Happy Father’s Day and welcome to What Are You Reading?, where each week we talk about what comics and other stuff have been on our reading piles. Today’s guests are two of the contributors to Skullkickers #18, which features several “Tavern Tales” short stories by different creative teams. Joining us today are Charles Soule of 27, Strange Attractors and Strongman fame, and Aubrey Sitterson, winner of the Skullkickers Tavern Tales Contest. He’s also the writer of Gear Monkey for Double Feature Comics and community manager for WWE Games.
To see what Charles, Aubrey and the Robot 6 crew have been reading, click below.
MySpace Comic Books has a five-page preview of Seaguy: Slaves of Mickey Eye, the long-awaited sequel to the 2004 Vertigo miniseries by Grant Morrison and Cameron Stewart.
There’s also a brief Q&A with Morrison, who teases the final Seaguy chapter, “which completes the trilogy with a voyage into the Thousand-and-One Islands of Lostralia, for a final confrontation with Ant-Dad, and the revelation of the true reality behind Seaguy’s world.”
I’m remiss in not mentioning that the latest DC solicitations revealed the fact that Seaguy: The Slaves of Mickey Eye is coming out in April. Which means we can all laugh gleefully like giddy schoolgirls or make Green Lantern reference in regards to the cover of issue #1 — your call.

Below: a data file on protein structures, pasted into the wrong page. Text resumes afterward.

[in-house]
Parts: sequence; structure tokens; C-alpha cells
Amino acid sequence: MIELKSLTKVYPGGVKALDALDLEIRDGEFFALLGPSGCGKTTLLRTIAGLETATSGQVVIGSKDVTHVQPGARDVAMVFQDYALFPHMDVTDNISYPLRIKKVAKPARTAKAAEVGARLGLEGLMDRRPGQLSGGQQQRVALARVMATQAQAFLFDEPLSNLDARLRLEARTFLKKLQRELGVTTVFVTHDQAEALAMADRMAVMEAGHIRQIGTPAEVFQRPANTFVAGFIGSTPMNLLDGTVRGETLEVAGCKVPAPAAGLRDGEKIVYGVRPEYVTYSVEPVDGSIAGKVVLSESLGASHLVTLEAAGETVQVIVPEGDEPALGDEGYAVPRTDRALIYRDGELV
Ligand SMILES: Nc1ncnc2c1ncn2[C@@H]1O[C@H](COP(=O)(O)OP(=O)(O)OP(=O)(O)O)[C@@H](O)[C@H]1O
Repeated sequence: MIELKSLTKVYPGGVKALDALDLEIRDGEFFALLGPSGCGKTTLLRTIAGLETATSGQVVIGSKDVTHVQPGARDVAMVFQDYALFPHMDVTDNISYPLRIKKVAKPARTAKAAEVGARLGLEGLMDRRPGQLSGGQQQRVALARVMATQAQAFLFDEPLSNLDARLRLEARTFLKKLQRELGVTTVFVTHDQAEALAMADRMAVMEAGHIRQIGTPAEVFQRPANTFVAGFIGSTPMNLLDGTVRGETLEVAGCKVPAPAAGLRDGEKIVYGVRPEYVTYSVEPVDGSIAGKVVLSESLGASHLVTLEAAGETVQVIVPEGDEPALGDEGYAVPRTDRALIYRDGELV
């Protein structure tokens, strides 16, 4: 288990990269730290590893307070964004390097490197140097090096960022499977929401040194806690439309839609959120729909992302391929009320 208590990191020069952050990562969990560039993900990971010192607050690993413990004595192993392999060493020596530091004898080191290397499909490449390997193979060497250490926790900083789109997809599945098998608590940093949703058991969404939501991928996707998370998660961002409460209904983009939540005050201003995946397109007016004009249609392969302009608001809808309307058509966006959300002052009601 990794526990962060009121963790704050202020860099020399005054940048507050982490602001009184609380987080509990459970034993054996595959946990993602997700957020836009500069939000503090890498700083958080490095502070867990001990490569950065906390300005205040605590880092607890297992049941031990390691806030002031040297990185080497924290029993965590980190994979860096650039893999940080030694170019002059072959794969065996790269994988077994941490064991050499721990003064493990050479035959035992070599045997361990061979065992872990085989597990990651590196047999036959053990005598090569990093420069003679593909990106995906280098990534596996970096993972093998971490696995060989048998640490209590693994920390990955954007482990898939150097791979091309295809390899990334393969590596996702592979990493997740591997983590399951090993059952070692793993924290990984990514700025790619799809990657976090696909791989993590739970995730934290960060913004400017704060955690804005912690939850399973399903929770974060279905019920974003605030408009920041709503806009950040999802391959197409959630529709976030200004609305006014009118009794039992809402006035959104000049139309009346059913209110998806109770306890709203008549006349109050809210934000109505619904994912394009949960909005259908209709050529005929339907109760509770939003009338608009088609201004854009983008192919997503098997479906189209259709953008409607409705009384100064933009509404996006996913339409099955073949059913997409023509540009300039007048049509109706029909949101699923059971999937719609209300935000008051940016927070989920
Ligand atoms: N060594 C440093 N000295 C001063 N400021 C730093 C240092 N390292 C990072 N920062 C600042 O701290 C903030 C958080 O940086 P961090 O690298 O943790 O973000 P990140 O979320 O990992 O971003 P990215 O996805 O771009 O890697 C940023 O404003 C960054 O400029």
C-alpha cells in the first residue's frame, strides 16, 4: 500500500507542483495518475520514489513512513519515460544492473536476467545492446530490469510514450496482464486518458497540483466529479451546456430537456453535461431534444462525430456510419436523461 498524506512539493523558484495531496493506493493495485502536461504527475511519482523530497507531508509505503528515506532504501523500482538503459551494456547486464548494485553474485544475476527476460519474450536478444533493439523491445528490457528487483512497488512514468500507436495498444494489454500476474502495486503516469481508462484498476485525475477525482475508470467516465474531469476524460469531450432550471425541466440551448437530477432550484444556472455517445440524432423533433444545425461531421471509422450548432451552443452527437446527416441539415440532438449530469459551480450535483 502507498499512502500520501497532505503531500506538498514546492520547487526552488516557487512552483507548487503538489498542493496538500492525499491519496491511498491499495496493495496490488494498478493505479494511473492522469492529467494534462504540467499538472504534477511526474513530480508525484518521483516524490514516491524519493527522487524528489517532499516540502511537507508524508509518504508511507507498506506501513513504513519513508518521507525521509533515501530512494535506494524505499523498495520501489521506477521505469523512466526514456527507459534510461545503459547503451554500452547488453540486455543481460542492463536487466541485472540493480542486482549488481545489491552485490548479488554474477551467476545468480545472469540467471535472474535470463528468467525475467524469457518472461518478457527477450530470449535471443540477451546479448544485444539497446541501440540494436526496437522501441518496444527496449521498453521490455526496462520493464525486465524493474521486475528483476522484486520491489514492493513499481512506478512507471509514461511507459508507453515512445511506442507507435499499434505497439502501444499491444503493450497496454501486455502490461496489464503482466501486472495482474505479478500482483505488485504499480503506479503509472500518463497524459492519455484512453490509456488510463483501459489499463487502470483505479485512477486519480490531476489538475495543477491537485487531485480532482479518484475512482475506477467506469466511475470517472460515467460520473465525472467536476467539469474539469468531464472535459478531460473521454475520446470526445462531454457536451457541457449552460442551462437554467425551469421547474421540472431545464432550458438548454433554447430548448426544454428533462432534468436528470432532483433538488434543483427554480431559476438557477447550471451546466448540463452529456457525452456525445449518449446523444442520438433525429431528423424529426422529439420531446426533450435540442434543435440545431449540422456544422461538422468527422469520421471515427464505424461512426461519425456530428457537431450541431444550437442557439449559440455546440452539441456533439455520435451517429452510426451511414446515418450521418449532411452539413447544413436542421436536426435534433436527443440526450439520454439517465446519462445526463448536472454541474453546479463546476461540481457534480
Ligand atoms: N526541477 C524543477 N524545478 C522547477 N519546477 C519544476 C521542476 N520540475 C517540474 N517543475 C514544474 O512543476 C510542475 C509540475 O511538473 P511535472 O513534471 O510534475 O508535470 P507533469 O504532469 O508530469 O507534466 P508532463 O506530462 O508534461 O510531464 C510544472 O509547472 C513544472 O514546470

While we’re all waiting for the long-awaited return of Vertigo’s No. 1 protector of the seven seas, artist Cameron Stewart talks about the pencil-less process he uses to create the book:
I get frequent requests to show the pencils for my artwork and I’m unable to do so for one simple reason – I almost never use pencil. Over time I’ve gradually moved away from doing pencilled artwork, since I always do my own inks and doing tight pencil drawings seems redundant and time-consuming. Drawing in pen or marker is actually now much more comfortable for me than drawing in pencil.
In the past I did small layouts in pen on regular bond paper, two comic pages per sheet. I found that I would waste a lot of paper though and so recently I’ve switched to doing my roughs digitally.